He smiles back.
She and Austria get along fairly well. They have no reason not to, after all. Admittedly she did rebel against him for independence, once, but that was a long time ago and it's not like said independence lasted.
He sighs and pours her coffee. "I can't help you, you know."
She blinks. "Pardon?"
"With your current problems," he says. "There is nothing I can do or say that will in any way help you to reconcile the two fragmented halves of your country."
"...Oh." Was that absolutely necessary? she thinks, rather annoyed at him.
He leans forward. "Look Belgium. I ran a multicultural, multilingual empire for centuries, which you were part of–"
"I'm no empire. Not now, at least," she says, mouth quirking into a smile. He shakes his head.
"Not the point," he says. "The point is, beyond all that, I still had my own land. Something common that was me; not something I controlled." Calmly, he sips coffee. "And I'm not sure you have that. I'm sorry."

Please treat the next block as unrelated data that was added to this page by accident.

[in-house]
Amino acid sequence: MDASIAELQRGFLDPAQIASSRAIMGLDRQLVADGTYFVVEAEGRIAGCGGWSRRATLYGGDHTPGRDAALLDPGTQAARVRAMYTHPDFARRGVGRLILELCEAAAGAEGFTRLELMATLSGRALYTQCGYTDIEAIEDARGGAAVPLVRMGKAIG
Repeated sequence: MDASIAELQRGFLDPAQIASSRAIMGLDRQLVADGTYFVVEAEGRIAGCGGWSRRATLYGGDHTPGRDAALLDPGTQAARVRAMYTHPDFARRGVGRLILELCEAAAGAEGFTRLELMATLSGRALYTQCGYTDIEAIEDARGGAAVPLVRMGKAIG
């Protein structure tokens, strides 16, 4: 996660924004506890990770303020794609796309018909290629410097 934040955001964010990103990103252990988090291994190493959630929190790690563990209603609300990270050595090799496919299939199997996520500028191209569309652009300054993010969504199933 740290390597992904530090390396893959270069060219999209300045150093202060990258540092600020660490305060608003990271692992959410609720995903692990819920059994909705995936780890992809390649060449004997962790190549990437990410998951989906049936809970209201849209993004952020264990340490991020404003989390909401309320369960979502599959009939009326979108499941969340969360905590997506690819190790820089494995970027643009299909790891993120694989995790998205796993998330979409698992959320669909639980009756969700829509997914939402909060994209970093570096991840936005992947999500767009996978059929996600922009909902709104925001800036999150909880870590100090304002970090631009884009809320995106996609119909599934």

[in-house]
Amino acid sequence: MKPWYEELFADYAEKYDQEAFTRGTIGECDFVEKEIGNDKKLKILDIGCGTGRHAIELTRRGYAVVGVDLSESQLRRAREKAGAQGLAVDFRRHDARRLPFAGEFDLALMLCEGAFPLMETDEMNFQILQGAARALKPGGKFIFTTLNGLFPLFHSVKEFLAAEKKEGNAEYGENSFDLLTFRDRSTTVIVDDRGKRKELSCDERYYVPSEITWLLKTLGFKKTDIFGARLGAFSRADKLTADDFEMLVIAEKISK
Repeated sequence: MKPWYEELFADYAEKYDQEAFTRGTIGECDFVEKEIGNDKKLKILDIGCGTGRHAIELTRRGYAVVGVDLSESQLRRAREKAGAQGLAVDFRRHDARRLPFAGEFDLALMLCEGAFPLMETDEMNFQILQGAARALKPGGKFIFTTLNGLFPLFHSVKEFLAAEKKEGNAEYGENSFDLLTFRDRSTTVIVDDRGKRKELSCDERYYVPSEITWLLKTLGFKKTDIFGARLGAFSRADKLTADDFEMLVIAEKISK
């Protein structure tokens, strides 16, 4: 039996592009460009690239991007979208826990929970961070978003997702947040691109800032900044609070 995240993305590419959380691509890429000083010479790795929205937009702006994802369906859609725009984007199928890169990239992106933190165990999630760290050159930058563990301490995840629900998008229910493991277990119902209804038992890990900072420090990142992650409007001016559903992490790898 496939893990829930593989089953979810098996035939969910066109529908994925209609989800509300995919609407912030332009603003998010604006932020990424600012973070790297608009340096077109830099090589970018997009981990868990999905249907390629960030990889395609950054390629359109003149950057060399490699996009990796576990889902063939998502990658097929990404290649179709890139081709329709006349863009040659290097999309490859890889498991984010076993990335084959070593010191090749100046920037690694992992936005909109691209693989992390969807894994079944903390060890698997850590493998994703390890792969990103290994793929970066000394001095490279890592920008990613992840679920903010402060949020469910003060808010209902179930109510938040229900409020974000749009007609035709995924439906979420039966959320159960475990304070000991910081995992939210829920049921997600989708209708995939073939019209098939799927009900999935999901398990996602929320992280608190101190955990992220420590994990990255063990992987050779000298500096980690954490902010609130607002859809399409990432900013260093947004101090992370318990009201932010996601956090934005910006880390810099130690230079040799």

"Well that was... optimistic..." she says, confused. "Do you really have that little hope for me? Think I can't pull it together?"
"I'm not really certain you want to," he says. "I do know you, Belgium. Maybe not as well as I ought, but at least a little, and enough to know... you're a little bit of an anomaly."
"All that time, getting invaded by whatever army showed up? I remember how many wars France and I fought over your territory. Really, it's a miracle you became your own country at all."
"Has anyone ever told you you're really patronising?" she asks. He smiles slightly. "Beside – if it is such a miracle, shouldn't try and keep it that way?"